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Bigger than football: Melbourne Derby preview

In what should be one of the most exciting weeks on the calendar for any City fan, the decision announced by the APL early on Monday morning has caused a league-wide implosion as we head into the annual Christmas derby.


This pre-game review will look a little different, as I will try to cater to the supporters who admirably, and rightfully so, will still be looking forward to the league's showpiece event, but I will also be addressing the elephant in the room and speaking openly as not just a fan of Melbourne City, but of Australian football.


With that in mind, here are three things to look ahead to in the build-up to what is looking to be (albeit for the wrong reasons) one of the most historic Melbourne Derbies to ever take place.


Photo: Andrew Wiseman (@wisemansports)

A better understanding of life under Rado

The loss against Sydney FC seemed to stir up a little concern amongst City fans across our social media platforms, which isn’t all too surprising considering we really haven’t been used to losing in recent memory. Couple that with the fact we’ve just lost a manager from out of nowhere that we trusted so deeply and there is a sense that City has been left a little shell-shocked by the recent happenings around the club.


Sydney away is never an easy fixture, but add in that we were missing arguably our most critical role player in Aiden O’Neill through suspension and that Leckie, Maclaren and Tilio only returned to the squad mid-week after Socceroos duties, and it's no real surprise that we weren’t really clicking like we normally do. Mind you, I think our attack was okay; we created more than enough chances to score, but defensively we looked a bit shaken.


PK this season was building our defensive game heavily on a hard press and on Saturday there were instances where we tried to do that but didn’t really look like we knew when to press or when to sit back. That ultimately resulted in Sydney having regular opportunities to attack our back line. City conceded 16 shots on goal, which is way more than what we’re used to. As I said though, no Aiden, not much time for Vidosic with the group, etc.; it all has to be factored in, so whilst there were some areas of concern, I think the factors at play have earned Rado the right to just scratch that result off.


The upcoming derby will be a far better reflection of what life under him will be like. He has a full squad to choose from and a whole extra week with the players to know the approach of what we’re looking to do.


It doesn’t guarantee us a win because we’ll be in the teething phases still, but I do expect to see an improvement in our shape and overall defensive structure.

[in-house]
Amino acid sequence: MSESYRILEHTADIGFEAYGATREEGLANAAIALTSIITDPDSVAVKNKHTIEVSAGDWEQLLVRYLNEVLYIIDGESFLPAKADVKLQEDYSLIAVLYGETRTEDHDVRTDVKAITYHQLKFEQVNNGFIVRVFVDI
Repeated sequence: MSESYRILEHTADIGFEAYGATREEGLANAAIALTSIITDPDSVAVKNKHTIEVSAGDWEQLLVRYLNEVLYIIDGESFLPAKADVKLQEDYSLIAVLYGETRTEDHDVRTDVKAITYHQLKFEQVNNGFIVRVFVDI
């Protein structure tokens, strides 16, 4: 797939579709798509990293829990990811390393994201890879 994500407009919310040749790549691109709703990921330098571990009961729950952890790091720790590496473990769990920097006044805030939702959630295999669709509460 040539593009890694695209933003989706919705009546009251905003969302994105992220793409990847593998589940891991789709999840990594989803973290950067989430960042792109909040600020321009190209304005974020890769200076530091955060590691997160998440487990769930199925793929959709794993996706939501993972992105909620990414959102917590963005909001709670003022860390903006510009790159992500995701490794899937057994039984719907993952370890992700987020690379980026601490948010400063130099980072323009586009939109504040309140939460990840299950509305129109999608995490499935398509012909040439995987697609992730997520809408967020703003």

There aren’t really any excuses off the pitch that could hinder our preparation for this game, he’s got the best tools in the country to work with, it’s now up to him to show what he can do with them.


Bruno (Judas) Fornaroli:

I really contemplated whether I wanted to mention this bloke or not, but I decided he doesn’t deserve a free pass, so I’ll make it short and sweet.


What exactly happened between him and Warren Joyce is still unknown unless you were in the dressing rooms. There were issues at the club, we know that. Whether you supported his decision to leave or not is now irrelevant though.


The whole 'love for the club' façade he claimed to have, that victim mentality, it's gone now.


He knew exactly what he was doing when he signed for Victory and what it would mean to what little was left of his legacy, so he’s made his bed, make him lay in it.


Bruno will have no friends either on the pitch or in the stands from those in light blue on Saturday night, so let him know about it.


Bigger than football

Now to what is, for me, the crux of this article.


Unless you live under a rock, you would’ve heard that the APL board has made the decision to host the A-Leagues Grand Finals exclusively in Sydney for the next three years. Most of the reasons why this doesn’t work for our game have been discussed at length, so I’m not going to echo those statements anymore, we know what they are. But what I am going to do is discuss from my personal standpoint and many fellow City fans who I’ve spoken with our justification and reasoning for the actions that are set to take place at the Derby.


Both terraces of Melbourne City and Victory have agreed that at the 20th minute of Saturday’s match, there will be a staged walkout in protest of the APL’s decision, and we will not be returning.


So why is this happening?


The complete lack of respect, consideration, transparency, and equity held toward the fans of our game by those in charge.


I’ve seen a few voices highlighting that the investment offered by the NSW government is only a positive for our game, so this decision isn’t a bad one.